Collaborative and Adaptive Mobile Device-Resident Service Architectures
Speaker: Emmanouil Koukoumidis
Series: Final Public Orals
Location: Engineering Quadrangle J401
Date/Time: Thursday, December 1, 2011, 10:00 a.m. - 12:00 p.m.
Mobile devices, such as smartphones and personal media players, have recently
significantly increased in popularity thanks to the rich set of mobile cloud services that they allow users to access. Networked vehicular computing devices are also expected to be commonplace in the near future, as they will enable a wide range of driver assistance services. The ubiquitous penetration of mobile services, however, has been thwarted by their poor user experience; access to mobile cloud services typically occurs over slow and costly long-range cellular communications.
This thesis focuses on improving the user experience of mobile services by reducing the need for costly long-range cellular communications. To achieve this, the thesis proposes to host more service functionality on mobile devices themselves. In this way, mobile devices are often able to serve requests either locally or by contacting neighbor devices over short-range communications.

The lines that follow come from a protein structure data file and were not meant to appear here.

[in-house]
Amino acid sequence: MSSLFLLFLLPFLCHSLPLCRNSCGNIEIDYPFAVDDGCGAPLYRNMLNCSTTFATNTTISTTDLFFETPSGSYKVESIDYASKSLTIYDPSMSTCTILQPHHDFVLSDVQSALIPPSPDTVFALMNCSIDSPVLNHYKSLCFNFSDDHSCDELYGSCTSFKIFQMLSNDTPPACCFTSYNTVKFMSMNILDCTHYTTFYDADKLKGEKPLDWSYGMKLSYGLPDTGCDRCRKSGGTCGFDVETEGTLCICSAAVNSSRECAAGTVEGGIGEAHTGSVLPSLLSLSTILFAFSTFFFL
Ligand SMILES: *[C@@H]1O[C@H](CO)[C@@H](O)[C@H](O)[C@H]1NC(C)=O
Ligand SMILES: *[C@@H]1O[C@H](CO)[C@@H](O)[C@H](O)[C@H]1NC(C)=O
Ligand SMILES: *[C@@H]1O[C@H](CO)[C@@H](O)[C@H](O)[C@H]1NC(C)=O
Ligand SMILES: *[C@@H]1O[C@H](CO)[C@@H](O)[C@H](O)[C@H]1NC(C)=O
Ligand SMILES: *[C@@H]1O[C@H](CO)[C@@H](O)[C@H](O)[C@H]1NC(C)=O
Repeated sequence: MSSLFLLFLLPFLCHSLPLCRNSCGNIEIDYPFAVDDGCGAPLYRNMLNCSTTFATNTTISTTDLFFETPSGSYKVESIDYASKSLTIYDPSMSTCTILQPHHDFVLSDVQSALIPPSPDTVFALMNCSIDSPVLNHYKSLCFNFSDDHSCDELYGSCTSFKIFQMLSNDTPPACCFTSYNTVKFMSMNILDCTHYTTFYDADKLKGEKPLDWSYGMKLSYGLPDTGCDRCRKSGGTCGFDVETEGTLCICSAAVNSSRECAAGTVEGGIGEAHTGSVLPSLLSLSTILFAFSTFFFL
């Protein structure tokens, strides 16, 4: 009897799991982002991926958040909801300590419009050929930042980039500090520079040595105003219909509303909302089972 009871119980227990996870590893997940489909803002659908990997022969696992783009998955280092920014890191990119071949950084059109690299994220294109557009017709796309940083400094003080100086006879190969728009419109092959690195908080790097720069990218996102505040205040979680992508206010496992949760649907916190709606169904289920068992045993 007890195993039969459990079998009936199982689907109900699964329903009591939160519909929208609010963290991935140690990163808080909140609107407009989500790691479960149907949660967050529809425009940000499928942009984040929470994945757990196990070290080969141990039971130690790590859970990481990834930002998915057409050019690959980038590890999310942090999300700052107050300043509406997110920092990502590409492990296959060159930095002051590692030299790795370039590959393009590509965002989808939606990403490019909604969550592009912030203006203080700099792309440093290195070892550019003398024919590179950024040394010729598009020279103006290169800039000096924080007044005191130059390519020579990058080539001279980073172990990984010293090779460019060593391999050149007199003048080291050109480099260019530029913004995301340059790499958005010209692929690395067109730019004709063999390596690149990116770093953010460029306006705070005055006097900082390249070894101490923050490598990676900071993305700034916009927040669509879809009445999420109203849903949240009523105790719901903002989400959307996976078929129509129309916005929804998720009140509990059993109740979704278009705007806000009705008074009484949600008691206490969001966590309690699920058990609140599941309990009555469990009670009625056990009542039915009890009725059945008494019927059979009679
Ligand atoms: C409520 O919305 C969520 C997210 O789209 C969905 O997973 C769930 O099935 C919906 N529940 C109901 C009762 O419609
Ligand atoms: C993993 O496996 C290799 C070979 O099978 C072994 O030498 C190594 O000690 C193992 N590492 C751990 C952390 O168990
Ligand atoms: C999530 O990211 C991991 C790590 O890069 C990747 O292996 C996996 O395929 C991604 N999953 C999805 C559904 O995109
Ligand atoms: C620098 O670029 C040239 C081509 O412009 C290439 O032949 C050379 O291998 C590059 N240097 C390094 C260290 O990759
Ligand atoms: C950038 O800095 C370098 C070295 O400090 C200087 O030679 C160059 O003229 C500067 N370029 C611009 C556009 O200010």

The thesis demonstrates that with collaboration and adaptation mobile devices can effectively determine which data to cache and prefetch, coordinate accurately their participation in the provision of services and perform challenging tasks like the camera-based detection and prediction of traffic signal schedules, without the need for cloud servers and long-range communications to reach them. In this way, the mobile user experience can be greatly improved and a significant amount of the increasingly scarce long-range communication bandwidth can be saved.